Gaze into the geometric sound and visual world of Alva Noto, with UNIEQAV
German music and media master Alva Noto, aka Carsten Nicolai, has released his full UNIEQAV audiovisual show online. In other words – get your sine wave on, ears and eyeballs, from the comfort of your own home.
As you’d expect from the Noton founder, the world of UNIEQAV is digital in its purest sense – mathematics and code on full display, raw single-cycle wavetables, minimal graphics celebrating color and line.
The full playlist is on YouTube. Some of these clips are not advisable if you have epilepsy. (Oddly, the things that trigger epilepsy victims make me really calm, which I presume says something about the brain, and makes me wish I better-understood neurology and perception.)
Some pleasing moments:
The 2018 album is available direct (including lossless, physical) on the Noton site:
For higher quality movies, check Apple Music. (Hey, “would you like to watch some Alva Noto on my giant flat panel in high res” would probably get me to come home with you, so I guess I’m a digital media nerd.)
Carsten once told us in a talk I moderated at SONAR, alongside Raster founder and friend/collaborator Olaf Bender, that these abstractions were a way of resisting audiovisual propaganda. It’s programming, then, not to serve a pre-defined narrative, but for programming’s sake – mathematical philosophy and objectivism.
I suspect it’s also possible Carsten really, really likes Japan. This piece references Tokyo’s UNIT nightclub, third in a series there. I suppose one personal attraction for me to both Germany and Japan is that they both contemplate tools as art – whether it’s Berlin and software code, or traditional Japan and the careful study and trade of even utensils of tea preparation. I don’t even mean that by analogy – I think many of us who care about sound and visuals also consider time spent contemplating their tools to be part of the process. I can easily imagine that also is part of the connection for Alva Noto artworks.
At least in modern Japan, strict rules governing dancing may also have produced a particular environment for audiovisual work. A 67-year dancing ban has meant that a nightclub is not synonymous with a dancefloor. Even with those laws loosened, it’s not uncommon today to see people stand in contemplation of a show, presumably as a remnant of this history. But for the club-artwork mix of classic Alva Noto, it fits.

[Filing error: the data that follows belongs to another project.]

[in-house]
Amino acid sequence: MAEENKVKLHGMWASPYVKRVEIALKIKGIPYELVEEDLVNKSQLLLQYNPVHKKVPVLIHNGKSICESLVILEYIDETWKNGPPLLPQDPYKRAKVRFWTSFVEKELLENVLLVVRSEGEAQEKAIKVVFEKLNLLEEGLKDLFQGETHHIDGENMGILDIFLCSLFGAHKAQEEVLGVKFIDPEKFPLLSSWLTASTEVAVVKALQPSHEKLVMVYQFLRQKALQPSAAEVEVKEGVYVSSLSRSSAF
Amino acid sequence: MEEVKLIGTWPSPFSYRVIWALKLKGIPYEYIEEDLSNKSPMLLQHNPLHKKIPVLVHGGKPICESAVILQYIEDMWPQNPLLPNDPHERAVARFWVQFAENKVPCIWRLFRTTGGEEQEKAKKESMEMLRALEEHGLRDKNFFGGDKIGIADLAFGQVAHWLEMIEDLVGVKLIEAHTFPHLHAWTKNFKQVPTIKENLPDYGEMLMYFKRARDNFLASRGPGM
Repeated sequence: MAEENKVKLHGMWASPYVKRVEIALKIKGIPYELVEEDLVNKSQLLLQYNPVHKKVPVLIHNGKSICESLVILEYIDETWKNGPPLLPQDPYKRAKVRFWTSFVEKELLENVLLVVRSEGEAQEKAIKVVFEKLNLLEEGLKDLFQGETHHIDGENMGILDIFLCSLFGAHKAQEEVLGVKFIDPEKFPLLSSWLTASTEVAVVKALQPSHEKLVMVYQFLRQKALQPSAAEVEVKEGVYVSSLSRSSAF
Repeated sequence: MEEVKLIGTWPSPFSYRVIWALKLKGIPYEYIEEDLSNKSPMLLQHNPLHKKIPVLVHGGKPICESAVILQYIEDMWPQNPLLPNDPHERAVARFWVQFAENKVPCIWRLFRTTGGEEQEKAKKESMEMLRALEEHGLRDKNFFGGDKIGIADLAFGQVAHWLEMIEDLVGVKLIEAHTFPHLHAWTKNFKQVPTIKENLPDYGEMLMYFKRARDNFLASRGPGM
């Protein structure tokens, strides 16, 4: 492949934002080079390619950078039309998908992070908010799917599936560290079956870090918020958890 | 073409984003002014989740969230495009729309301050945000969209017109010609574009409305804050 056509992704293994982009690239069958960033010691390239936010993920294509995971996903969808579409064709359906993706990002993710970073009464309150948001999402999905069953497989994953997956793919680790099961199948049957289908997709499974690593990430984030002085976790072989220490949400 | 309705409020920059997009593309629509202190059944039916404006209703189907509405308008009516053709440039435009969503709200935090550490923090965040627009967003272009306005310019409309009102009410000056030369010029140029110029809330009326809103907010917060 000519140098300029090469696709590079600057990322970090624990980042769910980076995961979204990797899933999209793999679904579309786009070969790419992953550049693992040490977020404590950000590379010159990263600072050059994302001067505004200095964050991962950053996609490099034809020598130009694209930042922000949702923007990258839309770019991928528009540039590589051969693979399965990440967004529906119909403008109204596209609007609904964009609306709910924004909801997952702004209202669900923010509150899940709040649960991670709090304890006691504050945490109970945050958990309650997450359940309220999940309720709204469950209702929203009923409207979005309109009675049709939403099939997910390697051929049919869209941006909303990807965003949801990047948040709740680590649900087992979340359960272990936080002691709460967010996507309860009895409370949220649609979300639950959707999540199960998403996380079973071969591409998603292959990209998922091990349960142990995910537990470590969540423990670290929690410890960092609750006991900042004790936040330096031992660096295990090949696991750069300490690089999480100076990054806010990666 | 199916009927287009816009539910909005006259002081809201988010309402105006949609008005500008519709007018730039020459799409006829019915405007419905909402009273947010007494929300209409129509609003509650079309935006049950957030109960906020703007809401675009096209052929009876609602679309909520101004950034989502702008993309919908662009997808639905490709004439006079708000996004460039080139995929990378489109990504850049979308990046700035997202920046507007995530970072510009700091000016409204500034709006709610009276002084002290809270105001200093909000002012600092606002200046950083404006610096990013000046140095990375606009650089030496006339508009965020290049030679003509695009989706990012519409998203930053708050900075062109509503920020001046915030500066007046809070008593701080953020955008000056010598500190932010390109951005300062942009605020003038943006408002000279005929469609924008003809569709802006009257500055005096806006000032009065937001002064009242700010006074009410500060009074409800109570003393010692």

I haven’t gotten to speak with Carsten about this and whether it’s connected, but Japanese aesthetics and a history playing there have been part of the whole (former) Raster-Noton crew. Oh, plus Noton will sell you a very attractive Japanese calendar. I also like their logo. Can’t put my finger on why, exactly.
If you’re in Berlin rather than Japan, you can catch Carsten and his brother go up against Robert Lippok and his brother in a back to back to back to back DJ pairing at Hamburger Bahnhof – Museum für Gegenwart – Berlin and Staatliche Museen zu Berlin. (Seriously, that is the full name of the museum. When German can’t make really long single words, it can still compensate by making really long names for things with multiple words!)
It’s a DJ battle for the ages, and true to form for Carsten’s art world savvy, it also makes the museum the showcase for music. I cannot report for certain whether this “battle” is also a contest for the honor of the two labels Noton and Raster, but it at least makes a fine show of fraternity and love of music. Enjoy that tomorrow night; I’m in Montreal.
Here is that talk, maybe one of the last to put Olaf and Carsten together onstage as Raster-Noton, though – it’s all still in the family, even as each label and platform now focuses elegantly on their own direction.
Image at top: SONAR Istanbul 2018 performance of this show, photo Feli Gutiérres.
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